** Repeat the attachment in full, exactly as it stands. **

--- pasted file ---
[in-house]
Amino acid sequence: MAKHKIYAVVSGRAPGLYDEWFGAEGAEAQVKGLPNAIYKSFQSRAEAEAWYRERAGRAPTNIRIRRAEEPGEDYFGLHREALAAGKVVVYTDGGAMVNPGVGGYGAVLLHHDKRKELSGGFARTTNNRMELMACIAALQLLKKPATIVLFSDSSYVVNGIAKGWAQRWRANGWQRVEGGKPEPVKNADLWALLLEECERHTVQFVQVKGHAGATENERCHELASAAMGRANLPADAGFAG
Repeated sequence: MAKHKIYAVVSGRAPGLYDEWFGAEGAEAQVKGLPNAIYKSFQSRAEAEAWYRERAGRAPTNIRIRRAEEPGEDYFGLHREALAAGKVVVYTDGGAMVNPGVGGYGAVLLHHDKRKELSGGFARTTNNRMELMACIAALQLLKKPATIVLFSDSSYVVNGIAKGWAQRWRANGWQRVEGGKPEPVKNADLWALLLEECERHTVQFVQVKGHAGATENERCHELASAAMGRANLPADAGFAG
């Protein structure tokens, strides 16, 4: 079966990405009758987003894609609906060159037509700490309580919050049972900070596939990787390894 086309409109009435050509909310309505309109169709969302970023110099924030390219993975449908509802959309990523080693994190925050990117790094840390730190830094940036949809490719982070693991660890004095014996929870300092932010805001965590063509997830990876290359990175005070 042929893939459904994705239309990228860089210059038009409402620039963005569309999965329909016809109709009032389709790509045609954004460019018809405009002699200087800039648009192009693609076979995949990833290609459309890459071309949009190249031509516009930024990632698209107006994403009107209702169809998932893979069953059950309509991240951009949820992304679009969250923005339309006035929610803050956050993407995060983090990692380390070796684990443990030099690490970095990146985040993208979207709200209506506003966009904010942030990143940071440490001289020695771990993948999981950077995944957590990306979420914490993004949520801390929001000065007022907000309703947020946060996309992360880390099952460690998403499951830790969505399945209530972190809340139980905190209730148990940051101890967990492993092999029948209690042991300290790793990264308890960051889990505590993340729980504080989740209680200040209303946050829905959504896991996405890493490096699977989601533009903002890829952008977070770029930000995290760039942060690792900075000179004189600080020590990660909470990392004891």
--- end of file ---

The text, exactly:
[in-house]
Amino acid sequence: MAKHKIYAVVSGRAPGLYDEWFGAEGAEAQVKGLPNAIYKSFQSRAEAEAWYRERAGRAPTNIRIRRAEEPGEDYFGLHREALAAGKVVVYTDGGAMVNPGVGGYGAVLLHHDKRKELSGGFARTTNNRMELMACIAALQLLKKPATIVLFSDSSYVVNGIAKGWAQRWRANGWQRVEGGKPEPVKNADLWALLLEECERHTVQFVQVKGHAGATENERCHELASAAMGRANLPADAGFAG
Repeated sequence: MAKHKIYAVVSGRAPGLYDEWFGAEGAEAQVKGLPNAIYKSFQSRAEAEAWYRERAGRAPTNIRIRRAEEPGEDYFGLHREALAAGKVVVYTDGGAMVNPGVGGYGAVLLHHDKRKELSGGFARTTNNRMELMACIAALQLLKKPATIVLFSDSSYVVNGIAKGWAQRWRANGWQRVEGGKPEPVKNADLWALLLEECERHTVQFVQVKGHAGATENERCHELASAAMGRANLPADAGFAG
């Protein structure tokens, strides 16, 4: 079966990405009758987003894609609906060159037509700490309580919050049972900070596939990787390894 086309409109009435050509909310309505309109169709969302970023110099924030390219993975449908509802959309990523080693994190925050990117790094840390730190830094940036949809490719982070693991660890004095014996929870300092932010805001965590063509997830990876290359990175005070 042929893939459904994705239309990228860089210059038009409402620039963005569309999965329909016809109709009032389709790509045609954004460019018809405009002699200087800039648009192009693609076979995949990833290609459309890459071309949009190249031509516009930024990632698209107006994403009107209702169809998932893979069953059950309509991240951009949820992304679009969250923005339309006035929610803050956050993407995060983090990692380390070796684990443990030099690490970095990146985040993208979207709200209506506003966009904010942030990143940071440490001289020695771990993948999981950077995944957590990306979420914490993004949520801390929001000065007022907000309703947020946060996309992360880390099952460690998403499951830790969505399945209530972190809340139980905190209730148990940051101890967990492993092999029948209690042991300290790793990264308890960051889990505590993340729980504080989740209680200040209303946050829905959504896991996405890493490096699977989601533009903002890829952008977070770029930000995290760039942060690792900075000179004189600080020590990660909470990392004891």